Tags » Digital History

Backlash against the digital humanities movement

Our new colleague at Hertfordshire, Adam Crymble, has recently written an ‘essay on the backlash against the digital humanities movement’ – a reflection on ‘living in the age of digital hubris’ over the past decade.  289 more words

History

Do E-Readers Threaten Learning in the Humanities? - In One Word - NO

Naomi S. Baron in a post at the Chronicle of Higher Education argues that e-reading is the single greatest threat to the humanities.  Well, maybe not the biggest threat, but enough of a menace for Baron to publish a soon to be released book from Oxford University Press extolling the dangers posed by e-readers entitled  582 more words

Daily History

Why most MOOCs are boring for nearly everybody involved.

“White-collar professionals, too, are subject to routinization and degradation, proceeding by the same logic that hit manual fabrication a hundred years ago: the cognitive elements of the job are appropriated from professionals, instantiated in a system or process, and then handed back to a new class of workers–clerks–who replace the professionals.”

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Technology

sandvick reblogged this on DailyHistory.org and commented:

Jonathon Rees at More or Less Bunk has an article on why most MOOCs are boring. MOOCs are Massive Open Online Courses and they are currently all the rage. All around the country, universities are adding MOOCs and incorporating MOOCs in traditional classroom settings. Despite the strong push to create MOOCs, there is not a lot of evidence suggesting that they are particularly effective. Rees points out that MOOCs typically retain only about 10% of their students.  Additionally, when students have MOOC elements added to their traditional classes they are also generally less satisfied. Rees argues that MOOCs are probably only useful for people who are already interested in the course material. The key problem with MOOCs is that students watch them on their computers or mobile devices which are tools of mass distraction. Right now, I have two monitors and four separate programs open on my computer. If I found a MOOC boring, I would probably check my email, surf the web, update my Facebook status, turn on a game or make a sandwich. I am still not sold on the idea that MOOCs are particularly effective.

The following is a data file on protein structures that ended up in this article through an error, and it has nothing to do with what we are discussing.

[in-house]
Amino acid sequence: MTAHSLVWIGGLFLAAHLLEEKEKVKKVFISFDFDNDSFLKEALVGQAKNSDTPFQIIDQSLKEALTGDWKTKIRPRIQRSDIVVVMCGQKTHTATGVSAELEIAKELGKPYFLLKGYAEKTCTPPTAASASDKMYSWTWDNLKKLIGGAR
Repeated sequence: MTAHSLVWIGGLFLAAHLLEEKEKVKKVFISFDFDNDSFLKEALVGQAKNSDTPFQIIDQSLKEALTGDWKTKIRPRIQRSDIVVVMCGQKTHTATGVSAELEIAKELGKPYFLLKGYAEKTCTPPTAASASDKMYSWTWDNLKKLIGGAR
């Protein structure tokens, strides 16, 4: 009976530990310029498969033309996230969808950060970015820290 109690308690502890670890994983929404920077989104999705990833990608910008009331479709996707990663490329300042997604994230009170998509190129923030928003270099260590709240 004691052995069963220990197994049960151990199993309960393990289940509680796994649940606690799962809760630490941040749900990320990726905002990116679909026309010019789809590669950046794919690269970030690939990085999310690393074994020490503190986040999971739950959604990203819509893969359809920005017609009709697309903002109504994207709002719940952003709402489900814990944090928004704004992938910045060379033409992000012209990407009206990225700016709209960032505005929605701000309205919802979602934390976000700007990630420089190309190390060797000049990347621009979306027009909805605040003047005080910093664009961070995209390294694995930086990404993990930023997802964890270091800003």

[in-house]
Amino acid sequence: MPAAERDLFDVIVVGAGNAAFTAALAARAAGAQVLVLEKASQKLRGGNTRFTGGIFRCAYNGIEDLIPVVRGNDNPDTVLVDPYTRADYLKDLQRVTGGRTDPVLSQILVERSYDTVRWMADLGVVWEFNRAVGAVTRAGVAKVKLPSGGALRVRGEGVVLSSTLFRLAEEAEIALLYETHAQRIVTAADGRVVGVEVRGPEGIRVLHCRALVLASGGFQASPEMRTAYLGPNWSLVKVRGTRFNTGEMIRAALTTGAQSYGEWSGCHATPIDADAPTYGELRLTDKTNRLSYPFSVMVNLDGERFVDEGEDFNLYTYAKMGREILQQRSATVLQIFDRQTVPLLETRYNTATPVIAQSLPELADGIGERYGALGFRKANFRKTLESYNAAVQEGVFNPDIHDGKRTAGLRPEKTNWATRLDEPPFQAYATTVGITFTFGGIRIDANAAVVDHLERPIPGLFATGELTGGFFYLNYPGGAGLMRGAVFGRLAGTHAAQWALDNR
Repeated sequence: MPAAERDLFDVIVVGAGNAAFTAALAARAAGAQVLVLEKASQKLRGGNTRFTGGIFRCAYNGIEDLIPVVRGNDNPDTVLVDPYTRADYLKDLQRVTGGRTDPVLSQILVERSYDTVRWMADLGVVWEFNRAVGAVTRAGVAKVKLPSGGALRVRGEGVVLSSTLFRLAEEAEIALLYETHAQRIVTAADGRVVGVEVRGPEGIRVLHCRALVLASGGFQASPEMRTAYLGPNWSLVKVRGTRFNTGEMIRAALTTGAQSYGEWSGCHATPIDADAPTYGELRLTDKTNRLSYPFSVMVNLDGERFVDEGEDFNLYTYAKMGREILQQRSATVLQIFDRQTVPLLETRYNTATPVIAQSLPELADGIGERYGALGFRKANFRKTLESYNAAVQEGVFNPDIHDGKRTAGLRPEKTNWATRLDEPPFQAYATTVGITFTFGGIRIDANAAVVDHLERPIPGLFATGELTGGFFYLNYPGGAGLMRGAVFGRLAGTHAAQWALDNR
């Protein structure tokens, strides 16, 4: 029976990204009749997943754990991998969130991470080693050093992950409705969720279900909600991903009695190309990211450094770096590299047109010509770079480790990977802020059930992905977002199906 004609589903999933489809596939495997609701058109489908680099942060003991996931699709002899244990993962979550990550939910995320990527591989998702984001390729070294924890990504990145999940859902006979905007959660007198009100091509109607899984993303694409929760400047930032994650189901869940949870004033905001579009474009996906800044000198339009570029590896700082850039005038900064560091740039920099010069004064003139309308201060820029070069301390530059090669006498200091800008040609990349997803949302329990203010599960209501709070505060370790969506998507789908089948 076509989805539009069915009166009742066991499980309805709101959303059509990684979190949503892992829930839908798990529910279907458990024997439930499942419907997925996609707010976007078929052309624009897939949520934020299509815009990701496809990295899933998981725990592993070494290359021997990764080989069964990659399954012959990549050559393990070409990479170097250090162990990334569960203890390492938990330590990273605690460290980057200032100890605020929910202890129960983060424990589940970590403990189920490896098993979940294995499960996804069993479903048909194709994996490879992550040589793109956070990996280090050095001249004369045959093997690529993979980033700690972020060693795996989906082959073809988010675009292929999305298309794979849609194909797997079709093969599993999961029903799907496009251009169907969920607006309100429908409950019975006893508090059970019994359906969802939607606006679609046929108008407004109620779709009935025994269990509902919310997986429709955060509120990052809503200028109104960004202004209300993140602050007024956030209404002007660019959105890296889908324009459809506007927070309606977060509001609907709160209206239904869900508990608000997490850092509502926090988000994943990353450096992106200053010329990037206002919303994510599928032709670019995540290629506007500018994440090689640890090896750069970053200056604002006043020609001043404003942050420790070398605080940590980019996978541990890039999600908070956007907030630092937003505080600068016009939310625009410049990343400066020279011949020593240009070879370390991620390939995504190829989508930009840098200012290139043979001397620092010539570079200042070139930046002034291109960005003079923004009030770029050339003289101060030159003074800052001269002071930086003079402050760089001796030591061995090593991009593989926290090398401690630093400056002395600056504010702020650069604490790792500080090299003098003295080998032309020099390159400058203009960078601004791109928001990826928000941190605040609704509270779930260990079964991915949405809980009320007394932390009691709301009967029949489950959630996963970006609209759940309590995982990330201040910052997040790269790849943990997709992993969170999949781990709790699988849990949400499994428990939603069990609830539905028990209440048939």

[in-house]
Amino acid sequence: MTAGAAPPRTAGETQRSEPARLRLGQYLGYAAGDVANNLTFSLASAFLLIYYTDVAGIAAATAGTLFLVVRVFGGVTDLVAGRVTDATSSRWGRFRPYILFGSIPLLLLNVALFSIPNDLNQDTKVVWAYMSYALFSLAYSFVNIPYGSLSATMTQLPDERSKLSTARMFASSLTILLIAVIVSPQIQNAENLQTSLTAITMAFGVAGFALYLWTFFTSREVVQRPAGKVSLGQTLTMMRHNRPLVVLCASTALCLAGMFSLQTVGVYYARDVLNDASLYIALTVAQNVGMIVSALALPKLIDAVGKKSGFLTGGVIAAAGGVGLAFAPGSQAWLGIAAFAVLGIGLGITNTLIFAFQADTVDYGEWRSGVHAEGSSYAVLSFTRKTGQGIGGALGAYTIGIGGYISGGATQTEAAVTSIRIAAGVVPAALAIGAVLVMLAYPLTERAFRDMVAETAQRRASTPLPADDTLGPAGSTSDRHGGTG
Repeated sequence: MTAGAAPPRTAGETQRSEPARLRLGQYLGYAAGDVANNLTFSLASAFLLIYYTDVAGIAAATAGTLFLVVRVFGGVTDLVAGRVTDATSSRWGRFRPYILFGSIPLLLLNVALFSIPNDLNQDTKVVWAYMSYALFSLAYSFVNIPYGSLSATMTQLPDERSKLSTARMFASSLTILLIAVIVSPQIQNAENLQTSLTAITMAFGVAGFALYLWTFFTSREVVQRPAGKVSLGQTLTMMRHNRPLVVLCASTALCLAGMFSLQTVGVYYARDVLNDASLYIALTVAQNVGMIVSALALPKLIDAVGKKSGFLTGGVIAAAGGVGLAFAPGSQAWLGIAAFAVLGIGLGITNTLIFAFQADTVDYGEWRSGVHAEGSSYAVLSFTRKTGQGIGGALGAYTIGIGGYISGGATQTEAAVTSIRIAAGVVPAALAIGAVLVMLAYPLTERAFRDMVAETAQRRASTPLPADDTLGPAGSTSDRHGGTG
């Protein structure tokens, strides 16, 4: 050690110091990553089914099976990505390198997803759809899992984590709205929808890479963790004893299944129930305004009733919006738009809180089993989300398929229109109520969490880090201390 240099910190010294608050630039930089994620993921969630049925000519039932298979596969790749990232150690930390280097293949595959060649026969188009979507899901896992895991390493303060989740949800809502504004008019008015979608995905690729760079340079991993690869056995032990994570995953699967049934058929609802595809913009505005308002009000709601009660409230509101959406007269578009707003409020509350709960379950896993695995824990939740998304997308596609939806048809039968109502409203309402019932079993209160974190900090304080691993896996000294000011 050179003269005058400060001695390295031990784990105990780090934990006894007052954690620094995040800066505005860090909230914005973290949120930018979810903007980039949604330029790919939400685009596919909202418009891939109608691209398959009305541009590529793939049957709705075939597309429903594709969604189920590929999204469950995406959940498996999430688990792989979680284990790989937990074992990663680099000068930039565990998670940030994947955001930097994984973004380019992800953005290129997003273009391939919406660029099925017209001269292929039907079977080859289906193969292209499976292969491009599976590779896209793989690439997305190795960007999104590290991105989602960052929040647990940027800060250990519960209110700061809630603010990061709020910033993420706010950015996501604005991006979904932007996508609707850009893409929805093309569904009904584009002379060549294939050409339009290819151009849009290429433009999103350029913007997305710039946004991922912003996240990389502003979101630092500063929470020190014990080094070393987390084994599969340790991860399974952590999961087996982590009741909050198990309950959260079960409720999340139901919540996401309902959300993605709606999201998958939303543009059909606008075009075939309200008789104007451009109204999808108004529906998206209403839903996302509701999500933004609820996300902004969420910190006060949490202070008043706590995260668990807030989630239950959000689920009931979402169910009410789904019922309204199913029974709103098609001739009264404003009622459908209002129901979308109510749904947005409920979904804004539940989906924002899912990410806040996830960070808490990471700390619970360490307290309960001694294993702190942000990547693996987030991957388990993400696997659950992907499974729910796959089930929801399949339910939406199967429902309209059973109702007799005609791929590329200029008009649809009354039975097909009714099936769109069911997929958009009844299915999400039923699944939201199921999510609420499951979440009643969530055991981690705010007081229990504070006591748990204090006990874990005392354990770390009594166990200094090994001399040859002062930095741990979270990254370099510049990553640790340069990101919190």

Anzac and the Ngram

I’ve been struggling to find a suitable topic for a second blog post, but a recent Twitter exchange with @JennyMacleod and @DavidUnderdown9 gave me the idea to write something up about Google Books’ Ngram Viewer. 807 more words

Research

Remembering Lincoln Progress Report: User Experience Front and Center

Our Remembering Lincoln digital project has now reached an important milestone: the Product Definition Document. The process of creating this document proved invaluable in teaching us about our audiences and their needs for what will become our… 965 more words

Lincoln

Digital History in the Surveillance State

Three days ago, the Washington Post reported the results of an investigation into a large collection of files provided by Edward Snowden. Reviewing 160,000 intercepted electronic conversations and 8,000 other documents, which Snowden apparently accessed on NSA servers after that agency collected them, the  1,179 more words

Opinion

sandvick reblogged this on DailyHistory.org and commented:

Typically, the Junto is focused on issues relating to early American history, but Jonathan Wilson has a new post that asks whether historians should be wary of using the same type of information now commonly collected by the NSA. He asks what is "the boundary between private and public (or between private and really really private.)" While historians typically rely on public sources to tell our stories, many historians have also relied on private journals that may reveal the "really, really private" information that the NSA now turns up on a daily basis. It is interesting question. I would imagine that most historians do believe in a right to privacy in our everyday lives, but how far does that right extend into the lives of private people after they are dead (the typical subject of most historians).